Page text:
Auburn to eliminate minimum parking requirements for commercial development

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AUBURN – City council on Monday approved two ordinance changes that will remove minimum parking requirements for commercial development.

The move, proposed as part of the city’s overall plan discussions, aims to allow landowners to decide how much parking their business or other use will need, rather than adding potentially unnecessary parking spaces. to their development.

Currently, the city requires one parking space per 300 square feet of gross floor area for retail businesses and one parking space per 200 square feet of gross floor area for offices. For restaurants, the ordinance requires space for three seats.

According to a city memo, the proposal was part of recommendations the Comprehensive Plan Update Committee received from the Mercatus Center at George Mason University, a libertarian research center focused on free-market approaches to public policies.

The recommendation argued that “the market should be able to dictate what is needed for parking” and that the minimum requirements “create several empty spaces that do not add value to the city or property … move homes away and businesses, hamper the functioning of neighborhoods, increase the cost of housing and place a particularly costly burden on small local entrepreneurs.

After city council asked city planning council to consider eliminating parking minimums for all uses, comments from city department heads and public safety officials led the council to recommend only removal of requirements for commercial uses.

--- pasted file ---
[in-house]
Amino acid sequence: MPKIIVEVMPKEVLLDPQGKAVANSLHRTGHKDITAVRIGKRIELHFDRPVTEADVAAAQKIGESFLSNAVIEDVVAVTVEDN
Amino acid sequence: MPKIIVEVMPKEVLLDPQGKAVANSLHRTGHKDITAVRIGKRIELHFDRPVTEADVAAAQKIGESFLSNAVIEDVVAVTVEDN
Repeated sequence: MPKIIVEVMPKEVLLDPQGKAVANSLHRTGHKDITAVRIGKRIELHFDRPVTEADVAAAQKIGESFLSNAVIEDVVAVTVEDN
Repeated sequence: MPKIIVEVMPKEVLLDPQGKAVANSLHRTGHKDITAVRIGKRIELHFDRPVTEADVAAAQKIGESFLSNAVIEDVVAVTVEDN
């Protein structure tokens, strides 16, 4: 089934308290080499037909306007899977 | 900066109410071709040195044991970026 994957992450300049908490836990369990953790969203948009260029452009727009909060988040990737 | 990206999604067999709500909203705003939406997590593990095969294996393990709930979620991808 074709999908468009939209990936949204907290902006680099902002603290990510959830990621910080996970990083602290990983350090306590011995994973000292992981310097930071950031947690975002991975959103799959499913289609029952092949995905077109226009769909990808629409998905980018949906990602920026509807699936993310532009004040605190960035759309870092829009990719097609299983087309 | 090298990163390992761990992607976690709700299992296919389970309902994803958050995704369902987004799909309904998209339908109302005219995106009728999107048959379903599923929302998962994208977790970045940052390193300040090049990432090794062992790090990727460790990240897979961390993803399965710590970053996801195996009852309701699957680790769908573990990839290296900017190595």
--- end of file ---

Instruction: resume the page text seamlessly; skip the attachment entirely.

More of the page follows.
The memo says staff have raised concerns about the “unintended consequences” of eliminating requirements in residential areas, including increased on-street parking, issues of snow bans and snow removal, and the size of new developments.

City manager Phil Crowell said speed of traffic was a concern for public safety. He said it is generally known that the more parking on the street, the slower traffic it is.

Mayor Jason Levesque said, “pushing cars on the street slows down traffic,” adding that downtown Auburn has properties “of very high value” for infill development, but argued that “The only way to release this infill is to remove these restrictions. “

“If you want a pedestrian city, you have to have places to walk,” he said.

Infill development develops vacant or underutilized plots in already largely developed urban areas.

Councilor Belinda Gerry, providing the only vote against the measure, said she was concerned that “if we don’t have enough parking people are going to have to fight” for spaces.

Levesque said limiting the change to commercial businesses would mean, for places like the Auburn Mall, that if certain parking lots are not needed, it could allow for the creation of “protection sites” where smaller businesses could be built.

A separate vote to eliminate the district’s parking minimums based on city forms was also passed 6-1.


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